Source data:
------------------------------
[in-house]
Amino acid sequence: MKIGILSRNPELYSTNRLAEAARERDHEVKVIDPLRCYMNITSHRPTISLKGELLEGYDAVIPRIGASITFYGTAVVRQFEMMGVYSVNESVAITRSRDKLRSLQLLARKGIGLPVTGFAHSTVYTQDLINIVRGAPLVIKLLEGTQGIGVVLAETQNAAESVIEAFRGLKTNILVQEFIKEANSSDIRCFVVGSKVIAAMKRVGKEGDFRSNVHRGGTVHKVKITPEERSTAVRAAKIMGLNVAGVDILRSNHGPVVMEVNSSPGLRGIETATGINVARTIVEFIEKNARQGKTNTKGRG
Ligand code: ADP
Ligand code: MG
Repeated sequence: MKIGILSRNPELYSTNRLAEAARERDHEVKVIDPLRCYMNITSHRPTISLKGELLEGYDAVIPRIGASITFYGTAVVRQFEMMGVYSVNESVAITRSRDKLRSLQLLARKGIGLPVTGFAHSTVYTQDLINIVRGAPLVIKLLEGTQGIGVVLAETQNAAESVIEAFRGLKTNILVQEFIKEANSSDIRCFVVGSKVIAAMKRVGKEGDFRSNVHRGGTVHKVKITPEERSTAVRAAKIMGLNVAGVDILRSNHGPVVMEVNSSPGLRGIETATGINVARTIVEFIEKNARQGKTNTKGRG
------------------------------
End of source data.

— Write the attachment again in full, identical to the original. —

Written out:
[in-house]
Amino acid sequence: MKIGILSRNPELYSTNRLAEAARERDHEVKVIDPLRCYMNITSHRPTISLKGELLEGYDAVIPRIGASITFYGTAVVRQFEMMGVYSVNESVAITRSRDKLRSLQLLARKGIGLPVTGFAHSTVYTQDLINIVRGAPLVIKLLEGTQGIGVVLAETQNAAESVIEAFRGLKTNILVQEFIKEANSSDIRCFVVGSKVIAAMKRVGKEGDFRSNVHRGGTVHKVKITPEERSTAVRAAKIMGLNVAGVDILRSNHGPVVMEVNSSPGLRGIETATGINVARTIVEFIEKNARQGKTNTKGRG
Ligand code: ADP
Ligand code: MG
Repeated sequence: MKIGILSRNPELYSTNRLAEAARERDHEVKVIDPLRCYMNITSHRPTISLKGELLEGYDAVIPRIGASITFYGTAVVRQFEMMGVYSVNESVAITRSRDKLRSLQLLARKGIGLPVTGFAHSTVYTQDLINIVRGAPLVIKLLEGTQGIGVVLAETQNAAESVIEAFRGLKTNILVQEFIKEANSSDIRCFVVGSKVIAAMKRVGKEGDFRSNVHRGGTVHKVKITPEERSTAVRAAKIMGLNVAGVDILRSNHGPVVMEVNSSPGLRGIETATGINVARTIVEFIEKNARQGKTNTKGRG